Sometimes, the toughest thing to do is to not do anything.
A common, thoughtless phrase goes something like this: Don’t just stand there, do something. Almost always, this is bad advice.
Our brains are hard wired to “do something,” much in the way that a deer runs across a busy road when he hears a random noise behind him. This impulse to “do something” may have helped us survive in the wild, but it no longer carries the same wisdom. “Doing something” tricks us into thinking we have control of the situation, and probably makes us feel less regret later, should things turn out bad. Unfortunately, doing something can get you into trouble.
If you have the courage to “not” do something, to stand still, you’ve just increased your chances of success.
This is Warren Buffett’s 5/25 Rule.
Now, I can already sense the eye-rolling, and eye-rolling rates has been linked to a marriage’s chance of success, so I take your eye-rolls seriously. Plus, I realize that invoking Buffett’s name will make some of you yawn, in the same way that talking about quantum physics at a gathering will bore everyone to tears (guilty as charged).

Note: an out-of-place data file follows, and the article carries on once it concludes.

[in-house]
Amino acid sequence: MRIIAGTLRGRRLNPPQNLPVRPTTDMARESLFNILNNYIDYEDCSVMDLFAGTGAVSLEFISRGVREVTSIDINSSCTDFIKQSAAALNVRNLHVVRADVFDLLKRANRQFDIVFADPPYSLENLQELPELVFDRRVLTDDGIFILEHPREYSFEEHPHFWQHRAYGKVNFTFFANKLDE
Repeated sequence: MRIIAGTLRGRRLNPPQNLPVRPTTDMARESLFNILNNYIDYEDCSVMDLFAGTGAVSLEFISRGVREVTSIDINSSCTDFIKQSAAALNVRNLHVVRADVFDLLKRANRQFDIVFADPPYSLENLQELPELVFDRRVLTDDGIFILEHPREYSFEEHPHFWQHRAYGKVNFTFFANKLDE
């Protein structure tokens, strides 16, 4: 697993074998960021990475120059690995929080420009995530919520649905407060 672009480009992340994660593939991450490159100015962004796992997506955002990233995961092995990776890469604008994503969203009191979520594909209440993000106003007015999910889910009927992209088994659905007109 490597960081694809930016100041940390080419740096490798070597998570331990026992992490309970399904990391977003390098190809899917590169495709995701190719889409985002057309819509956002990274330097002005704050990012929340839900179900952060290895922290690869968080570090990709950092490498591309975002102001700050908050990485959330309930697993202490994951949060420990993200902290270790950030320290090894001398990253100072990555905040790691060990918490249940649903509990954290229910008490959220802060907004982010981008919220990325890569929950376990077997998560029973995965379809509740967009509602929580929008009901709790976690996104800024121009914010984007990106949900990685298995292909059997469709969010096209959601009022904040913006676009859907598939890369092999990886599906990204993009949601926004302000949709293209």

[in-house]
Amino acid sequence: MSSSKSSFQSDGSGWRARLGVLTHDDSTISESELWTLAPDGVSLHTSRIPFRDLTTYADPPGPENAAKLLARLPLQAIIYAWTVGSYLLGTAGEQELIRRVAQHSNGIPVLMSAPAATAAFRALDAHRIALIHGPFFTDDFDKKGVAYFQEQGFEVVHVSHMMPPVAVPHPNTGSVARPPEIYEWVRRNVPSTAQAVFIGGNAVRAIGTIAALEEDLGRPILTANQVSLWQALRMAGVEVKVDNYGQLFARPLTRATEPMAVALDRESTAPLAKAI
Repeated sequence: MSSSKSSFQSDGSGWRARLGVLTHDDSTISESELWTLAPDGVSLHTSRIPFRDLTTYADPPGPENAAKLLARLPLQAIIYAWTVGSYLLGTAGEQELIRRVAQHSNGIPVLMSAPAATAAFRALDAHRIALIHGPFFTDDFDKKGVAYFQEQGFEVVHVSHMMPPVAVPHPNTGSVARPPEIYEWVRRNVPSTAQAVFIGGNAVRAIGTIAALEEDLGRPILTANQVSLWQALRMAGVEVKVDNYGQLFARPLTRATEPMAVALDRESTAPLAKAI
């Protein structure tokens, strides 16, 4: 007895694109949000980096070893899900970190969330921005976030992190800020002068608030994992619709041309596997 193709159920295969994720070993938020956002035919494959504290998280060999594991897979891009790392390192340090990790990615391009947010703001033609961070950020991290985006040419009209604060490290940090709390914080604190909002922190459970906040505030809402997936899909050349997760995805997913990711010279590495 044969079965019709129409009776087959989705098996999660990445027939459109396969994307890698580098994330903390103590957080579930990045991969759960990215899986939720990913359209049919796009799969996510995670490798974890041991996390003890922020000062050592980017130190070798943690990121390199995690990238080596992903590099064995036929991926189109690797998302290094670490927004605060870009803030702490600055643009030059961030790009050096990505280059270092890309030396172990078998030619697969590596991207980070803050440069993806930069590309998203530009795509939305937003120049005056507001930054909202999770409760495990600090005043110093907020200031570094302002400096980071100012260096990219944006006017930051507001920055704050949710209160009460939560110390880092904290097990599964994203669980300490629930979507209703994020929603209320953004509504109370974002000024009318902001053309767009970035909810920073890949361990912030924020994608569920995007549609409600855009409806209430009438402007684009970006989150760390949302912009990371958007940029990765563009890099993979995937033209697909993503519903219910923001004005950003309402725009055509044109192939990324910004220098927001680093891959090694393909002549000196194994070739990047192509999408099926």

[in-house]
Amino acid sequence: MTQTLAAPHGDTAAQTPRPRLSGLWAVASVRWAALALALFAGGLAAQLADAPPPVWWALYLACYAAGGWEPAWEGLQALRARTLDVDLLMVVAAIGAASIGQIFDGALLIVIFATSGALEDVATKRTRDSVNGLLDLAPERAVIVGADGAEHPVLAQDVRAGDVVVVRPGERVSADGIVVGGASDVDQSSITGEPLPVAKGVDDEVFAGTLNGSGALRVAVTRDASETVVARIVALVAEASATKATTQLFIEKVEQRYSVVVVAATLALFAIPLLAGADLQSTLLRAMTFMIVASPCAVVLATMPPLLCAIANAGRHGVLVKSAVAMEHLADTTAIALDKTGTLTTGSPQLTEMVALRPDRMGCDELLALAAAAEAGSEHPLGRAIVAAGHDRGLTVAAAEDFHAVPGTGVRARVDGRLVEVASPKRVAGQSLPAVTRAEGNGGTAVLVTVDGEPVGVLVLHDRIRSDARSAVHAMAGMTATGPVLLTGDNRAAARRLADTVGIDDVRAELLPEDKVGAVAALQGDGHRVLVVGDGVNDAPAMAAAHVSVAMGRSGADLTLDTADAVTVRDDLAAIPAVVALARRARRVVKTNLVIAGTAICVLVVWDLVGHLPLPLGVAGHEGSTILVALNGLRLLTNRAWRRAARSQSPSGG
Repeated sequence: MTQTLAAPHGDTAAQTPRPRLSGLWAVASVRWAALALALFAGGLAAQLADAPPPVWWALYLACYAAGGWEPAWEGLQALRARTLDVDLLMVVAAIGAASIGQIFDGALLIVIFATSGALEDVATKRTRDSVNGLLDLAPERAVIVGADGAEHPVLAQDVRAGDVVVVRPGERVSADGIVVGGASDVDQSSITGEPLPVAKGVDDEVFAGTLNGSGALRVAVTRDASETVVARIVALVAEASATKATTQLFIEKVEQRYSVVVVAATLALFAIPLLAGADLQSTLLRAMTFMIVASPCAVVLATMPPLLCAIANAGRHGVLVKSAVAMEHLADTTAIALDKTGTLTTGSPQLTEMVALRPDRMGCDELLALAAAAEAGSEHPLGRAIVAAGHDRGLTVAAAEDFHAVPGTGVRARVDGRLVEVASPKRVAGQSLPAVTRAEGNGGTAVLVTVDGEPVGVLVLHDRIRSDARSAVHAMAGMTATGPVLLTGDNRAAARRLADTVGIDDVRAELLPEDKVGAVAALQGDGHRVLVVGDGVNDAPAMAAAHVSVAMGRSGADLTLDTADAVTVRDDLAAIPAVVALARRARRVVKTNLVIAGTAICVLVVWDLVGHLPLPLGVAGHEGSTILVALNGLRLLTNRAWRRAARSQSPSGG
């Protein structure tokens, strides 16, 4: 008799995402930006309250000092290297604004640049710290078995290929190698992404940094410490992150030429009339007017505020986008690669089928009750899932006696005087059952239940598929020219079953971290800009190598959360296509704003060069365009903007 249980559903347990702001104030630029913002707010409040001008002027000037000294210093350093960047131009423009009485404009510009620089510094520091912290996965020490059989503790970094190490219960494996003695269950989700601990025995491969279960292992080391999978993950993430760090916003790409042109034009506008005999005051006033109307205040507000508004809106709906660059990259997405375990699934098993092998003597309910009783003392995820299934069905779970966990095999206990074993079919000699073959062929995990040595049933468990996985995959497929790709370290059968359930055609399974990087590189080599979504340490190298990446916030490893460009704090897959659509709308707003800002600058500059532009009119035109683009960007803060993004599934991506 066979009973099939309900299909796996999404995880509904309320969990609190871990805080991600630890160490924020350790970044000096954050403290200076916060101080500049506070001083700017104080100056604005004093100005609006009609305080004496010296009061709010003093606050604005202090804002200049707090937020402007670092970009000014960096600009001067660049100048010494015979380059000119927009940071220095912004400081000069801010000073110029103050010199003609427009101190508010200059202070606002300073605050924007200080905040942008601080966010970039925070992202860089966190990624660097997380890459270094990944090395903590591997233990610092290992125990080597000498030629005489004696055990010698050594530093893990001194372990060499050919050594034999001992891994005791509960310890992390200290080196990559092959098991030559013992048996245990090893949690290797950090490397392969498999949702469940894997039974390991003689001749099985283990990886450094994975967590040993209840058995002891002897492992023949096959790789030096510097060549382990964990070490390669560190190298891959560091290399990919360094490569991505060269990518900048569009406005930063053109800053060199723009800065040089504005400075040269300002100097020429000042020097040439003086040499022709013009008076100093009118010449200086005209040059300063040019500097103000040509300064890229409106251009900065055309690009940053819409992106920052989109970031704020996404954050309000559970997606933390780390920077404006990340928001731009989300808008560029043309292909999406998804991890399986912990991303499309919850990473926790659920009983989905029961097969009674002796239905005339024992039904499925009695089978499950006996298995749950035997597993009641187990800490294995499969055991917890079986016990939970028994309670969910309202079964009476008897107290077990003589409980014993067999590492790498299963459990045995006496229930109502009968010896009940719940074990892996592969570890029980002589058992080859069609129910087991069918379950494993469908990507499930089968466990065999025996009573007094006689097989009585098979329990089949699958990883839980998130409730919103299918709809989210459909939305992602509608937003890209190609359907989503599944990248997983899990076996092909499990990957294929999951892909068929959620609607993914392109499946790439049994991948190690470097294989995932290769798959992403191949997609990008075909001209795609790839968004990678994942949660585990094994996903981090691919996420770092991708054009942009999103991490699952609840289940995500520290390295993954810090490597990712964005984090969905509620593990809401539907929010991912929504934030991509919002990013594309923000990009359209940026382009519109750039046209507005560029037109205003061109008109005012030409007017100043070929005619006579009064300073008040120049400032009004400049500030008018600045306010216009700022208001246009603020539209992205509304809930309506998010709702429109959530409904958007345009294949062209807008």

That being said, the 5/25 Rule requires you to write down 25 things you need to do, and place them in order of importance. Go ahead and write down your top 25 goals. Then, circle the top 5.
Next, cross out the remaining 20 things.
These 20 things that you’ve crossed out are still pretty important, right? Well, under the 5/25 Rule, they’re gone. They’re out of your life. Buffett says these 20 things just became your “Avoid At All Cost” list. You can’t do anything on this avoidance list until you succeed on your five most important things.
And that, my friends, is the 5/25 Rule. And that, my friends, is what we call FOCUS.
Yes, Bill Gates and Warren Buffett were asked what they thought the ONE TRAIT that made them both rich. Everybody wants to be rich, or skinny, or both, right? They both answered with the same word: FOCUS. Continue Reading